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Cop Psychiatrists
in the classroom
TEACHING GUIDES


SCIENCE 911: Cop Psychiatrists


Psychopaths of every description fill city streets. Police need an effective tool to help them deal with mentally disturbed people, who are responsible for nearly half of the calls to New York City's Emergency Services Unit. A psychiatric training program is giving this elite squad the techniques they need to defuse potentially dangerous situations. Frontiers accompanies cops to class and then to the drama of the streets.

Curriculum Links
Activity: Student Psychiatrists
Ideas for Further Study



CURRICULUM LINKS

BIOLOGY

physiology
of the brain
CONTEMPORARY
ISSUES


LANGUAGE
ARTS


theater
PSYCHOLOGY

behavior,
conflict resolution,
mental illness



ACTIVITY: STUDENT PSYCHIATRISTS

The streets of New York aren't the only place you'll find conflict -- or people working hard to resolve it. In high schools across the nation, new programs are helping solve problems between groups and individuals. Student volunteers specially trained in communication skills, problem solving and negotiating act as intermediaries between angry students. The process -- called conflict mediation or conflict management -- helps students solve issues without violence. Why does it work? Because groups are a powerful medium for change and, not surprisingly, teenagers with problems would rather talk to fellow teens than adults.

Here's your chance to see how you would resolve difficult situations. These two scenarios are real-life conflicts that actually occurred at U.S. high schools. Divide into groups of 4 or 5 and work together to find possible solutions. Compare your solutions with the real ones. Discuss how what you've discovered could be applied to your life. As an alternative, set up hypothetical conflicts and resolve them in your group.
  1. Simmering Racial Tensions

    • The situation: Your high school in Washington, D.C. is racially diverse (52% white, 26% Asian, 12% Latino and 10% African American). Now your school is experiencing increasing diversity as a result of an influx of immigrants from Southeast Asia and Central America. To make matters more difficult, many new students are just learning to speak English; in fact, 42% of the students at your school speak English as a second language. Last month tempers flared and 22 students were arrested. To defuse the situation, a two-day mediation session was held for students to express their anger and contribute their ideas.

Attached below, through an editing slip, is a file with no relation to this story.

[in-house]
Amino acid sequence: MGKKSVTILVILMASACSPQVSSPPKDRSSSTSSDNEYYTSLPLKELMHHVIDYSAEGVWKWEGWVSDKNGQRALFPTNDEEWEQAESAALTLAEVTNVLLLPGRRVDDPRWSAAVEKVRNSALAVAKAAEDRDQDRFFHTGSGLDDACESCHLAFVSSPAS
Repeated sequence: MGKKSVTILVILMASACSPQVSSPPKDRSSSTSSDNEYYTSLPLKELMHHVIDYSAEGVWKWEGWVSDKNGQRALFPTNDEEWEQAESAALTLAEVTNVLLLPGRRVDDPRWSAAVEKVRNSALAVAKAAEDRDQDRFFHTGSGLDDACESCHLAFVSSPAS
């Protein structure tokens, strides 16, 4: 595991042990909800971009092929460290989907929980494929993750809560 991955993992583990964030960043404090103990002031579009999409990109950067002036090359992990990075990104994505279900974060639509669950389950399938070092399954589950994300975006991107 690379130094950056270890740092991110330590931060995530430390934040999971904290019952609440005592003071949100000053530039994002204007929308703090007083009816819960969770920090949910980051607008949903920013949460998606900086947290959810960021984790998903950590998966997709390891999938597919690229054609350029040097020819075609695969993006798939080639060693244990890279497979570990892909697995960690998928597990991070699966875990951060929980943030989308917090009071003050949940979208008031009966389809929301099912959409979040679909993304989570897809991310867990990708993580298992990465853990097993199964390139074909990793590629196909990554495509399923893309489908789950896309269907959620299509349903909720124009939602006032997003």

• Your challenge: Brainstorm with your group to come up with ways to deal with stereotyping, help new students assimilate and begin to build long-term understanding among students. Write down all the ideas you think might work. Share your ideas with the other groups.

    • Hint: "I think mainly the tensions arise from misunderstandings and a lack of education about other cultures." - 12th grade student at an ethnically diverse high school


  2. Squabble Over a Stereo Speaker

    • The situation: Cassy and Jody, 10th grade students at a high school near Los Angeles, were sent to peer mediation to resolve a dispute after their loud argument in the hallway disrupted classes one morning. The night before, Cassy's stereo speaker was ruined when Judy hooked it up to a defective amplifier. Both girls are very angry, and both want the other to pay to replace the speaker.

    • Your challenge: This exercise involves dramatization. Appoint one group member to play Cassy, another to play Jody. The remaining group members are peer counselors for this session.

    • Hint: Mediators can help parties to agree on a common goal, acknowledge emotions, emphasize mutual respect, listen objectively and encourage solutions that will leave both girls satisfied.


SOLUTIONS

Note to the Instructor: The solutions below reflect ideas proposed by students in conflict resolution sessions.

Solving simmering racial tensions:
  • Hold multicultural assemblies.
  • Plan activities that include the entire student body, like pep rallies, a concert, cultural days, carnivals and fairs.
  • Establish a student court to help reduce conflict.
  • Reach out to parents, with such events as an international parents night, where the presentation is interpreted in all languages.
  • Encourage students with conflicts to talk with a counselor.
  • Set up classroom time during which students can talk to each other and to teachers about cultural diversity.
  • Hire more staff members of different backgrounds who can serve as interpreters for foreign-born students and parents.
  • Make minority students feel welcome and ease language barriers with report cards in their language.


Squabble over a stereo speaker:
  • After a mediation session, Cassy and Jody decided to split the cost of replacing the speaker.




IDEAS FOR FURTHER STUDIES

Joyce St. George, seen instructing police officers on this episode of Frontiers, also conducts conflict management workshops for high schools. She suggests that conflict mediation training for teenagers can be more valuable when students are encouraged to think up their own conflicts to resolve. You may want to try this technique, rather than using the scenarios suggested here.

CREDIT: Thanks to psychologist Scott Bennett for his ideas in adapting real-life situations for this activity.








 

Scientific American Frontiers
Fall 1990 to Spring 2000
Sponsored by GTE Corporation,
now a part of Verizon Communications Inc.